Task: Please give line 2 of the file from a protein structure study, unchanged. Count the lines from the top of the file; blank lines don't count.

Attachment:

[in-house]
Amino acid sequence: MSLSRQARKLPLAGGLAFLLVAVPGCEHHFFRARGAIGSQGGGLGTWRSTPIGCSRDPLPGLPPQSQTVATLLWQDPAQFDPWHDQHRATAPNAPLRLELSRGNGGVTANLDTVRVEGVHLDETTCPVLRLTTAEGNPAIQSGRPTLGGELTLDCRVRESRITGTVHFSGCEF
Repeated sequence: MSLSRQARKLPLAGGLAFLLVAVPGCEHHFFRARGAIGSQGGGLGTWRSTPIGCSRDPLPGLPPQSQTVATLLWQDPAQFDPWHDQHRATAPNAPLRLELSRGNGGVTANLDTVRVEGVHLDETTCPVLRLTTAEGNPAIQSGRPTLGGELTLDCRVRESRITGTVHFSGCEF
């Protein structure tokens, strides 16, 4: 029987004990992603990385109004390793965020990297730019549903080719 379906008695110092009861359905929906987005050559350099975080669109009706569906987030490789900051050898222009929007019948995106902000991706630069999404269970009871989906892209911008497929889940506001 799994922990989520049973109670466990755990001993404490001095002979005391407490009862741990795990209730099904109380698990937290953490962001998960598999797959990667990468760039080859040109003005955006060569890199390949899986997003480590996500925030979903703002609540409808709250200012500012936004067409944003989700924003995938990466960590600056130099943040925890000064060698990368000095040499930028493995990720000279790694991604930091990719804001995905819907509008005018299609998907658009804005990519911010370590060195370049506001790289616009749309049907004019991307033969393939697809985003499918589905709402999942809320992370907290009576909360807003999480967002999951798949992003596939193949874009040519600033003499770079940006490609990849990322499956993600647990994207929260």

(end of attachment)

Amino acid sequence: MSLSRQARKLPLAGGLAFLLVAVPGCEHHFFRARGAIGSQGGGLGTWRSTPIGCSRDPLPGLPPQSQTVATLLWQDPAQFDPWHDQHRATAPNAPLRLELSRGNGGVTANLDTVRVEGVHLDETTCPVLRLTTAEGNPAIQSGRPTLGGELTLDCRVRESRITGTVHFSGCEF